MDA is thankful for the big British contribution
THE WORSENING situation in Israel gave added resonance to Monday’s Magen David Adom UK dinner in central London, which raised £1.5 million for medical supplies and immediate response kits.
Israel’s main emergency service relies on the diaspora to provide onethird of its annual $150 million (£98 million) budget. Only three per cent is funded by the Israeli government; the majority comes from the insurance companies of those MDA attends to.
Speaking after the dinner, MDA UK chief executive, Daniel Burger, praised the support of British Jews, who have raised more money per capita for the charity than any other diaspora community.
“Of that third [from the diaspora], British Jews raise 15 per cent of funds — around$7millionfrom250,000Jews.In America, there are six million Jews and Jack Whitehall with guests Jodie Sheldon, Ilana Angel and Nat Getreu they raise around $30 million. Israelis give very little. They’re slowly starting to become philanthropic. Israelis don’t know that MDA is supported by the diaspora.”
Former Football Association chairmanDavidBernstein,anMDAsupporter, attended the dinner in his capacity as chairmanof theBritishRedCross,which has partnered with MDA UK to deliver first-aid training to more than 15,000 people at Jewish schools, shuls and communal groups across the country.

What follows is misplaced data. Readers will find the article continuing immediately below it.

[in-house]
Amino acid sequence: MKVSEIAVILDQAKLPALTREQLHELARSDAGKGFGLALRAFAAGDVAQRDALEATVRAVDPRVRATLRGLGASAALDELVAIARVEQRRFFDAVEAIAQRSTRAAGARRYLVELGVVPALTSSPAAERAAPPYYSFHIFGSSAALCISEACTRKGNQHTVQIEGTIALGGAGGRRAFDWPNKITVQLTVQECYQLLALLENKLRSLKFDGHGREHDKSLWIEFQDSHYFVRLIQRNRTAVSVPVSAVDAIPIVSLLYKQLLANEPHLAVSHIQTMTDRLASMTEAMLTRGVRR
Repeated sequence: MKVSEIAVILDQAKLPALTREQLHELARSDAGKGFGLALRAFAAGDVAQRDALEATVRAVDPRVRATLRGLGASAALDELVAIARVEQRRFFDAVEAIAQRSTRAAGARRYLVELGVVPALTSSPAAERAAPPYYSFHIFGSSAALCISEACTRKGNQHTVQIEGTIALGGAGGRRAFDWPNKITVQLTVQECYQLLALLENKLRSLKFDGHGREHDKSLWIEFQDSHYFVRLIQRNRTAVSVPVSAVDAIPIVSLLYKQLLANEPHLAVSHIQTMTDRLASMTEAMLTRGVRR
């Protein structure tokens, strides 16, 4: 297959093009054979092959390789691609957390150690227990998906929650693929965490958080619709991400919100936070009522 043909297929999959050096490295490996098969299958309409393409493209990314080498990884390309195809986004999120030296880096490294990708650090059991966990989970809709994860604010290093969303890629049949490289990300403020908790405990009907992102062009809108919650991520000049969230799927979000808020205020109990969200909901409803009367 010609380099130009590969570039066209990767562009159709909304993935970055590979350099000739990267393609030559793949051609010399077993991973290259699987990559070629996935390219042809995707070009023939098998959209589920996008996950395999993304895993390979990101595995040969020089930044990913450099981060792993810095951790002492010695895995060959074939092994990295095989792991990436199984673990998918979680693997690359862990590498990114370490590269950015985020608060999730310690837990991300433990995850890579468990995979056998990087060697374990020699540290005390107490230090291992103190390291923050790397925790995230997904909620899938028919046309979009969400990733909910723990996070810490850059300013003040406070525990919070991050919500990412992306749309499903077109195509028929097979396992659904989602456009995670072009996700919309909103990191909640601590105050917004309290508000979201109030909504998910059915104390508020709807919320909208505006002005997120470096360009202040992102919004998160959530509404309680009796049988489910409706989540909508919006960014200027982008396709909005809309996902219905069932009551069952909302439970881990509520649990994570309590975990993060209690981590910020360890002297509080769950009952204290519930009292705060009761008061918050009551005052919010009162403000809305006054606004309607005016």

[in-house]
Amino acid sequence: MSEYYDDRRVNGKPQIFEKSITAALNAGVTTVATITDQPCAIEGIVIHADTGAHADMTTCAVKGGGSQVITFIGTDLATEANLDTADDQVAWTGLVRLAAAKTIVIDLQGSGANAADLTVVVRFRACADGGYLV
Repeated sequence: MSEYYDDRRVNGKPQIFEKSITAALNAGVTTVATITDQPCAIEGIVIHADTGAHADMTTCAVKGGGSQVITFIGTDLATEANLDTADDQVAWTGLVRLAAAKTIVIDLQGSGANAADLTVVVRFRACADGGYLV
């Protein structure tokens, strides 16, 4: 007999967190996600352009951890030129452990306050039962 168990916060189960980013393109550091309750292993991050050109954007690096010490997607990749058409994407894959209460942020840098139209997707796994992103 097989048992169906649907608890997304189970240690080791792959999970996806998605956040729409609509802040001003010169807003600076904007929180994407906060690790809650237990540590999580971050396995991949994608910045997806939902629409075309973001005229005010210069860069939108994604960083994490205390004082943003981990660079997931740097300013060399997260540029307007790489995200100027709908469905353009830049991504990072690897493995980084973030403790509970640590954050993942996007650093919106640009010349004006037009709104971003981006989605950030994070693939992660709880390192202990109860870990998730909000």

Another of the 320 guests was Rev Mark Madeley, president of Christian Friends of MDA UK, who was accompanied by around a dozen of its backers. The Christian Friends group is approaching its 10th anniversary and is on its way towards purchasing a fourth ambulance for MDA.
MDA UK chairman David Curtis told the dinner: “We are in the midst of troubling times — particularly in Jerusalem. If troubles continue or escalate, we can be certain that MDA is there, solely focused on humanitarian goals.”
The lighter side to the evening was a performance from comedian Jack Whitehall, who said he was honoured
to be associated with the charity.
Daniel Burger ( far right) with David Bernstein